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Feature Articles : Jun 15, 2008 ( )
Optimizing Utilization of Biomarkers
Better Dialogue from Discovery to Clinic Could Be Key to Improving Process!--h2>
Biomarker discovery has exploded in the last decade, yet researchers often struggle to validate their biomarkers for widespread clinical use. Several recent meetings including CHI’s “Molecular Medicine Tri-Conference” and “Biomarker World Congress” as well as SMi’s “Biomarker Summit” highlighted current challenges, offered new insights, and presented cutting-edge technological advances.
Today, almost every journal features an article on next-generation biomarkers. “So, why isn’t the market flooded with new biomarkers?” asked Stephen M. Hewitt, Ph.D., clinical investigator and chief of the tissue array research program in the laboratory of pathology, center for cancer research, NCI.
“The answer is that many biomarkers lack clinical utility. For a new biomarker to provide clinical utility it must be better than current grading and staging. To prove it is better, there are two challenges: First, there must be identification of appropriate cohorts of patients to perform validation, and second, there must be high-quality clinical annotation of those samples.”
According to Dr. Hewitt, development of successful biomarkers should be viewed in the same perspective as developing a new drug. “It is a process of screening, discovery, and validation, where large numbers of candidate biomarkers are excluded in the process.”
Dissecting out protein-expression patterns from tissue can help identify clinically useful biomarkers. “The tissue microarray has allowed cohorts to be put on one platform, often one slide. Immunohistochemistry is a powerful tool to study protein expression. The challenge here is moving from a research assay to understanding the nuts and bolts of a relevant assay for use in a clinical setting.”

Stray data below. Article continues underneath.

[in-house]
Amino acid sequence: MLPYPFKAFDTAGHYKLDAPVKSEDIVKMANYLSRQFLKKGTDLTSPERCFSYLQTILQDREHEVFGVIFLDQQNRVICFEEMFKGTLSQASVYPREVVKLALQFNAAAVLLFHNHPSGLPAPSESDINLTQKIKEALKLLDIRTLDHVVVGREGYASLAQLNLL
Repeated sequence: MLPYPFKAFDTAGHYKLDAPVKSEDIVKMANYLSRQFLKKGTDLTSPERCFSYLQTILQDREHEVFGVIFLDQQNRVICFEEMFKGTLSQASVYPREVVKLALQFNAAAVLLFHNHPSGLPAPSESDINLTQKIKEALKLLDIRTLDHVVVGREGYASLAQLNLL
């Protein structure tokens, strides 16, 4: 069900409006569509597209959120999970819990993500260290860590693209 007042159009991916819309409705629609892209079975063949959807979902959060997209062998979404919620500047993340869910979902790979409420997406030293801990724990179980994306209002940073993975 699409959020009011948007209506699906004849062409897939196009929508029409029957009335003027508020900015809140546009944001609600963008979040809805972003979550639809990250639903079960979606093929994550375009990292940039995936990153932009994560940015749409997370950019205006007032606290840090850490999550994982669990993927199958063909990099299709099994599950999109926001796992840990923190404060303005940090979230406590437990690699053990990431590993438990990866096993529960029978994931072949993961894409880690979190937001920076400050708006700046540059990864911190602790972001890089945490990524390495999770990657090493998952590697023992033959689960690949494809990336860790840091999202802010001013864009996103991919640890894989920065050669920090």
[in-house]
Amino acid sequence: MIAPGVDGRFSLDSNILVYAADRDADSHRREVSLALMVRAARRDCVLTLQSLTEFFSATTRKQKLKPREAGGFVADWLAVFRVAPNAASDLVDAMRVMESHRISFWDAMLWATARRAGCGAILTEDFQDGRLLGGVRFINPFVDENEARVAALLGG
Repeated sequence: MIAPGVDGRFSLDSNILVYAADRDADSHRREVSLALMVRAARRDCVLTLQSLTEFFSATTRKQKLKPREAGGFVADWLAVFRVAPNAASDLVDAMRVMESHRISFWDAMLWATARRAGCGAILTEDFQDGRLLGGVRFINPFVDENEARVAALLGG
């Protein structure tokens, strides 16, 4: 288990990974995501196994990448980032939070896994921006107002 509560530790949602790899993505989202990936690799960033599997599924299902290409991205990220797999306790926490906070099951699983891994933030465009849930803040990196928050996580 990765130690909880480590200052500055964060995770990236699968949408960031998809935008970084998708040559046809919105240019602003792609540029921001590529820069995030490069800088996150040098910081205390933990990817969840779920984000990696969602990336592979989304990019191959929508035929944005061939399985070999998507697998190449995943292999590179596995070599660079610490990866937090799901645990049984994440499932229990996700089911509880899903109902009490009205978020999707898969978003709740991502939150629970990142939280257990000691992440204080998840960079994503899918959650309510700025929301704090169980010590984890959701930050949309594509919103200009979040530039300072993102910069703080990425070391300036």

The path toward clinical utility requires examination of analyte specification as well as assay performance to verify useful biomarkers. “We need to conquer issues of inter- and intralab reproducibility,” Dr. Hewitt said. “This requires considering the use of calibrators (more than negative and positive controls) to ensure low expression is assayed as low and high expression as high. In addition, there is no such thing as a standardized protocol for fixing tissue. Yet data for biomarkers can differ depending on which fixative is used and for how long. We need to adopt a mentality of rigor that is used for ELISA and other chemistry assays.”
Deciding which biomarkers to pursue and which to scrap depends largely on evaluations centering on biomarker validation and qualification. “These two standards describe very different but critical processes,” noted Begona Barroso, Ph.D., associate director, bioanalysis, Astellas Pharma (www.astellas-europe.co.uk).
“Validation refers to the process of assessing the assay, determining its suitability, and measuring performance characteristics,” Dr. Barroso explained. “Method validation for biomarkers is a process of assay refinements that are generally performed using the fit-for-purpose approach. This broad term means you must demonstrate that the method is reliable for the intended application.”
Ann Hastings, Ph.D., scientist, translational science section at Astellas, agreed. “Your biomarker is only as good as the methods you use to identify and characterize it. For biomarker validation, it’s important that assays be accurate, precise, and lie within a linear range. Other critical aspects include specificity, sensitivity, stability, method robustness, and good document control.”
A second key ingredient in the successful selection and implementation of good biomarkers is called biomarker qualification. “Qualification links the biomarker with biological and clinical endpoints,” Dr. Barroso said. “It really refers to clinical validation based on biological and statistical consistency. The marker must be consistent with pathophysiology and connected with an intervention pathway. Moreover, changes in the biomarker must be correlated with clinical outcome and reflect changes in prognosis.”
Ultimately, one of the best routes for selecting good biomarkers lies simply in an improved dialogue for all scientists on the project, from discovery to clinical researchers. “You really need good communication in every aspect from preclinical to clinical,” Dr. Hastings said. “Identification of the most relevant biomarkers can bridge the gap between preclinical and clinical.”